New rules seek to cut costs at McCormick Place

April 21, 2010 (CHICAGO)

A board that oversees McCormick Place is looking for lawmakers' approval to dissolve some union work rules, refinance debt and allow exhibitors to order in outside food.

It's sounding a lot like new leaders at McCormick Place want to be the Southwest Airlines of the convention business. They said Wednesday McCormick Place needs to be a low cost provider, even if that means it won't produce a profit for the city or state.

The board is tasked with turning around McCormick Place to ensure it continues to draw conventions and crowds.

"Recommendations we have made today are sweeping and they are bold," said John Gates, Jr., Metropolitan Pier and Exposition Authority.

The changes are in response to a revolt by convention planners who say Chicago has the highest cost and most red tape.

Among the recommendations:

  • Make union workers public employees, so they can't strike and will likely have to change work rules.
  • Dissolve "Focus One," the in-house group that provides electrical, plumbing and other utilities. Soon, exhibitors may have the right to hire outside contractors.
  • McCormick Place's exclusive catering contract would also be canned, allowing customers to order in their own food. That's of concern to 16-year-old cashier Bertha McGee.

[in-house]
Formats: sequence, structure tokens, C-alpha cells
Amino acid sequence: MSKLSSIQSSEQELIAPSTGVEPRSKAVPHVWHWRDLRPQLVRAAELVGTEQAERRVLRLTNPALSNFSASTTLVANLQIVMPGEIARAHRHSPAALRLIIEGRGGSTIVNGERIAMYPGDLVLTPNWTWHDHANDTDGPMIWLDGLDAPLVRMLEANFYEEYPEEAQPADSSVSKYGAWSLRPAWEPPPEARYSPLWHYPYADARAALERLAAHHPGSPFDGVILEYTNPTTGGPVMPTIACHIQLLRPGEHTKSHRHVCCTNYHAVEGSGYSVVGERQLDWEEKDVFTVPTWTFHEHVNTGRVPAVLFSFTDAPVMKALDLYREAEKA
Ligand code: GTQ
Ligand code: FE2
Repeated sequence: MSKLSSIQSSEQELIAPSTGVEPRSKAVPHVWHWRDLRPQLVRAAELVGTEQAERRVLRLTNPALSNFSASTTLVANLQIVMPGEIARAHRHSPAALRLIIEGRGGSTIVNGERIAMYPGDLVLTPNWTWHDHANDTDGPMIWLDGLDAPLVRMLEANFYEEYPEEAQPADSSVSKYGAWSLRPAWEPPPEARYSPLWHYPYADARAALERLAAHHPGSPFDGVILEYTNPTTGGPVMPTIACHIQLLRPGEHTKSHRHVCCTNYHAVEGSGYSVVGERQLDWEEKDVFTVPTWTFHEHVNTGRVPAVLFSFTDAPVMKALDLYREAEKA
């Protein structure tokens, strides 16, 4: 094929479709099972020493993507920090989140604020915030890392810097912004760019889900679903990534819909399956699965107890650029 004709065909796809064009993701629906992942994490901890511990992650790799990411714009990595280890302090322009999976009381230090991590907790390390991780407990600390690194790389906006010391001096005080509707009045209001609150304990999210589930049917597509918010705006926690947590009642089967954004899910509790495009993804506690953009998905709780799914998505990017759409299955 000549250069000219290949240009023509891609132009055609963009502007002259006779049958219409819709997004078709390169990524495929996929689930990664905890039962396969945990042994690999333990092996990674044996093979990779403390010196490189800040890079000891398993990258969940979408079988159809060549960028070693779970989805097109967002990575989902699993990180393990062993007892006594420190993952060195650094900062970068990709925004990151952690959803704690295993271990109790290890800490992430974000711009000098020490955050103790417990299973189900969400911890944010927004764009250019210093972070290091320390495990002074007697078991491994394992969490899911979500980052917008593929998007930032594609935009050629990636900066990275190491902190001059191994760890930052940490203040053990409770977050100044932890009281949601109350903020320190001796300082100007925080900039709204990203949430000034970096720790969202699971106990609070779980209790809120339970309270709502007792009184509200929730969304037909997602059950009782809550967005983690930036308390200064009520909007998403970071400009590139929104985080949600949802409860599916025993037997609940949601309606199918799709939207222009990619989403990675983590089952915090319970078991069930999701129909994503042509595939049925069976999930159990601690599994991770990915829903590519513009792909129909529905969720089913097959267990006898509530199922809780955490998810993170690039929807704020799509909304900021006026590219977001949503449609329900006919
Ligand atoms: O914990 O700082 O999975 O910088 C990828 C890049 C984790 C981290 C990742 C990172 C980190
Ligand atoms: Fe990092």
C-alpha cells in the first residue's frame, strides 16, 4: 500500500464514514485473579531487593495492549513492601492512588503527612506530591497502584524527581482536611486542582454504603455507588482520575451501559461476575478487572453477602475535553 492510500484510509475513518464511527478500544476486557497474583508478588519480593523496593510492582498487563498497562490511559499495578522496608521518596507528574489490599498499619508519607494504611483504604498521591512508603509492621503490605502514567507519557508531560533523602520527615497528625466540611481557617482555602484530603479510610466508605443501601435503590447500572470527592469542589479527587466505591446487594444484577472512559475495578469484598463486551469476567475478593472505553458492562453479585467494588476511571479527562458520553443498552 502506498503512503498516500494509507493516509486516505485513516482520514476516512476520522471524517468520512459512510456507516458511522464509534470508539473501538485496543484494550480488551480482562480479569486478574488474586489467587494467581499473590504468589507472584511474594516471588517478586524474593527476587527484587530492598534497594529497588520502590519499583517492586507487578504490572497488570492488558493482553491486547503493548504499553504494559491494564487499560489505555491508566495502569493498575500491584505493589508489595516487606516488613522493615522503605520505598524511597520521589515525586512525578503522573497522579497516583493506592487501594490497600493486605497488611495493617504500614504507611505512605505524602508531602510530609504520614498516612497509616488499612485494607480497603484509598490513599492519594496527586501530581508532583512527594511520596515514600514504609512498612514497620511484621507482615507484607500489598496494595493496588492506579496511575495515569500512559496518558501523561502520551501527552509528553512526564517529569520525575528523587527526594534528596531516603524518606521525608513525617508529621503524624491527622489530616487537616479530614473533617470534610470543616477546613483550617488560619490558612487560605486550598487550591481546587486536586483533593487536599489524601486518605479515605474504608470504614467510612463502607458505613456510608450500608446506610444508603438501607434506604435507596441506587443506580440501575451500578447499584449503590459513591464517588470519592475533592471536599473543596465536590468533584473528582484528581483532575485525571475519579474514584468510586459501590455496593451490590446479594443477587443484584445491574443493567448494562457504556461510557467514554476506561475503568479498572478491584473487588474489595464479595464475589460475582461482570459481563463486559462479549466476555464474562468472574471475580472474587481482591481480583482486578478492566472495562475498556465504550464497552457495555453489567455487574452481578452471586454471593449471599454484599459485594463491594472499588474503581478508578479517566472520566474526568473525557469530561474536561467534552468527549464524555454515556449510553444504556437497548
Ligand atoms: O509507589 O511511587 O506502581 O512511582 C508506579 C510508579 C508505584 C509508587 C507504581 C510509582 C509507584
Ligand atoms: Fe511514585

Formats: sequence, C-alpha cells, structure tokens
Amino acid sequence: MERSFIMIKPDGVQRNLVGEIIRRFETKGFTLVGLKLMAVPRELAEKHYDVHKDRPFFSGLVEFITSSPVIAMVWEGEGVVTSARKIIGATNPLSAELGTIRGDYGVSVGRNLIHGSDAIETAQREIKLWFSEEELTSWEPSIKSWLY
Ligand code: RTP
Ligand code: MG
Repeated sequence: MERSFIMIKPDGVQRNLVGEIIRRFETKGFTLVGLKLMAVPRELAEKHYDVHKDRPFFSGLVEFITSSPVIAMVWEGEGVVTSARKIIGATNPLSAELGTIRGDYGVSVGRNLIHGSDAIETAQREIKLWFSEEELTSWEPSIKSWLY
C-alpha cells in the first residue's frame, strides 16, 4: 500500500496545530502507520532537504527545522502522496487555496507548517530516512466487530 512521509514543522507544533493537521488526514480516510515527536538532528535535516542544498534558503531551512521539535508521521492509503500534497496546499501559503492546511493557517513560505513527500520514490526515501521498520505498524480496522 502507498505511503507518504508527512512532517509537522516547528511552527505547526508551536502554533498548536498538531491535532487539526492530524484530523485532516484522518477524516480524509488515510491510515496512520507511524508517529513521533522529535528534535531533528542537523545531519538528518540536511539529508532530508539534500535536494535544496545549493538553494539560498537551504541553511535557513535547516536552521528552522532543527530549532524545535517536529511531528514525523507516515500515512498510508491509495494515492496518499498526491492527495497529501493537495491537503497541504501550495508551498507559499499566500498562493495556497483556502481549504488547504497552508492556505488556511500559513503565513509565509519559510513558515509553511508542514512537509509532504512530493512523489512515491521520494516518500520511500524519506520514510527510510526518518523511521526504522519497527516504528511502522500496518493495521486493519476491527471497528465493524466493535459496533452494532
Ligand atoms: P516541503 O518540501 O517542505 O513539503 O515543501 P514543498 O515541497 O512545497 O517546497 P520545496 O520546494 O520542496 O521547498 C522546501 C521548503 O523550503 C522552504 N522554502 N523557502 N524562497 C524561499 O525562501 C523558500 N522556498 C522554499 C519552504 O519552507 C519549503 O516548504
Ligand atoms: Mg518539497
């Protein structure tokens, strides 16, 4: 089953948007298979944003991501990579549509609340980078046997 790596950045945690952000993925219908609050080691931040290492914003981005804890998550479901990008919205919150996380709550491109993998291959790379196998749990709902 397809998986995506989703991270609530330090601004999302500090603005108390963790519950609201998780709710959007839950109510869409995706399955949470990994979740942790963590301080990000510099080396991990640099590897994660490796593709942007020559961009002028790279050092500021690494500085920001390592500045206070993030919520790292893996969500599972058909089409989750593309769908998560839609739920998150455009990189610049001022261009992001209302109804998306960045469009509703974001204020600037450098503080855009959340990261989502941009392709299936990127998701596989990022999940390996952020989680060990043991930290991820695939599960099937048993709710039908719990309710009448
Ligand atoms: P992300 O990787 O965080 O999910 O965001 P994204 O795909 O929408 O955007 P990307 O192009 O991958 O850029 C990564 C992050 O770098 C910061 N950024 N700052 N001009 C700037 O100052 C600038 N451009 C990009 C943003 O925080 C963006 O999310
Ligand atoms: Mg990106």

• "There will be no quality, no control along with the fact that a lot of workers will be out of work," said McGee.

    "I don't think you have anyone on that panel today that knows what it takes to put a trade show on," said Rob Fulton, Riggers Local 136.

    McCormick Place workers would still be union members, but clearly they'll be asked to make more concessions. Board members say by eliminating McCormick Place's piece of the profit pie on things like electrical work and food they'll be able to compete on price.

    "The time to act is now. This is not about the past. It's about the future," said Gates.

    "I think it was a group of people that sat on that panel and said 'we have to do something whether it's right, wrong or indifferent," said Fulton.

    McCormick Place is burning through cash now. How will it give up revenue from food and labor and still break even? Board members say Springfield needs to allow them to refinance debt currently covered by sales tax dollars. They insist the savings will cover any profits lost. Some, not all, of these changes need approval from Springfield. That debate has only just begun.

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